Advertisement
YOU ARE HERE: LAT HomeCollectionsBud Selig
IN THE NEWS

Bud Selig

SPORTS
October 7, 2011 | By Bill Shaikin
If Bud Selig wants to strip Frank McCourt of his ownership of the Dodgers for violating baseball rules, the commissioner had better be prepared to prove his case. If he cannot, the business of some other clubs might be aired publicly. That was the essential fine print in Friday's ruling by U.S. Bankruptcy Judge Kevin Gross, in which he formally refused the Dodgers permission to obtain documents relating to the other 29 major league teams. Under the MLB constitution, any owner taking his team into bankruptcy is subject to termination of his franchise, one of several rules the league alleges the Dodgers have violated.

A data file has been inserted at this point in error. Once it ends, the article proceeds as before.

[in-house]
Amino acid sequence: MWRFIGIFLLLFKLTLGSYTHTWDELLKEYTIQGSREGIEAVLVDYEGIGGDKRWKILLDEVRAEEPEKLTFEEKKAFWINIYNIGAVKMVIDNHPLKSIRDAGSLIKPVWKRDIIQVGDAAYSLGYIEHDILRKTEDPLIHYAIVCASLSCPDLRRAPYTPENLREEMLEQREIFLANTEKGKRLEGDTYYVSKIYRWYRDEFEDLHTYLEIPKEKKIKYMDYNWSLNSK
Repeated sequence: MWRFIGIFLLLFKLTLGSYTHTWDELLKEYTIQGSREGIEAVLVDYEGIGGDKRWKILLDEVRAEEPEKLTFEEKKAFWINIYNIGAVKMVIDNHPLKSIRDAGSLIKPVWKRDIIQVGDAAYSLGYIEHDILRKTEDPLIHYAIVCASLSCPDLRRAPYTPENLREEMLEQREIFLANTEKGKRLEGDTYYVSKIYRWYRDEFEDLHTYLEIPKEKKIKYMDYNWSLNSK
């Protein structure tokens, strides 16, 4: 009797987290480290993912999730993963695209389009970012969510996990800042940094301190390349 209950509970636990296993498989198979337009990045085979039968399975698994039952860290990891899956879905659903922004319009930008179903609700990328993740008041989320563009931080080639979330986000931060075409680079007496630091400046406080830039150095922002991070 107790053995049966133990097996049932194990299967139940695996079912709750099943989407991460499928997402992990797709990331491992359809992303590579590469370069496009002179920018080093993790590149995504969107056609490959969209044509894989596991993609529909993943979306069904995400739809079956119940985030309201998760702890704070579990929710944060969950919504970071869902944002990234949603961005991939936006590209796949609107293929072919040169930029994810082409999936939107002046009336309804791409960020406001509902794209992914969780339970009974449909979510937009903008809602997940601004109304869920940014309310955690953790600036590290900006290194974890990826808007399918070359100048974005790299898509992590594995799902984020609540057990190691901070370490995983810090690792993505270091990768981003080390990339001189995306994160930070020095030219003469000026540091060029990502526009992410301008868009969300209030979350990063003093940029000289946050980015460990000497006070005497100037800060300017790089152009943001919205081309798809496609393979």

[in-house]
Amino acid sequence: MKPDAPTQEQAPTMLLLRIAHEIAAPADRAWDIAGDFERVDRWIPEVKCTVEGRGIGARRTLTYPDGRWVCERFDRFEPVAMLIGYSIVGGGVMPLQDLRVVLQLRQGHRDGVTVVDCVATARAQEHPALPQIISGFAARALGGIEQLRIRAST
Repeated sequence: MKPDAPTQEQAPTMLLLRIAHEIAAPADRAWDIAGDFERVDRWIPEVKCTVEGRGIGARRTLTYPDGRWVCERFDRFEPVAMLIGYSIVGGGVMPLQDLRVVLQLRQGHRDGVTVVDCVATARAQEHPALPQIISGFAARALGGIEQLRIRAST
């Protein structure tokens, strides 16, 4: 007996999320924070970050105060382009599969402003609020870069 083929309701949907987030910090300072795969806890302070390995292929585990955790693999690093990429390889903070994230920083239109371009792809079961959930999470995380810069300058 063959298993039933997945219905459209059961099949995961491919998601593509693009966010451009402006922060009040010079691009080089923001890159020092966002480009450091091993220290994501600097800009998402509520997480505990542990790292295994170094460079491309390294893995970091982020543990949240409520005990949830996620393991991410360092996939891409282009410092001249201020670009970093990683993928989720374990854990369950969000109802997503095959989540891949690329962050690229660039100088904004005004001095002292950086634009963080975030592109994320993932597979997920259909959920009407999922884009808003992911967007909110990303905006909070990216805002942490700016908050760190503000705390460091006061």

Advertisement
SPORTS
October 5, 2011 | By Bill Shaikin
The Dodgers failed again Wednesday to convince U.S. Bankruptcy Judge Kevin Gross that they need documents about other Major League Baseball teams. "To open this up at this point to all of baseball, to the other 29 teams, would be more burdensome than is appropriate," Gross said, "and perhaps not even relevant to the issue of bad faith. " Gross said he would issue a formal ruling in a day or two but said he did not anticipate reversing his previous order denying the Dodgers access to confidential financial data involving other teams.
SPORTS
October 3, 2011 | By Bill Shaikin and Dylan Hernandez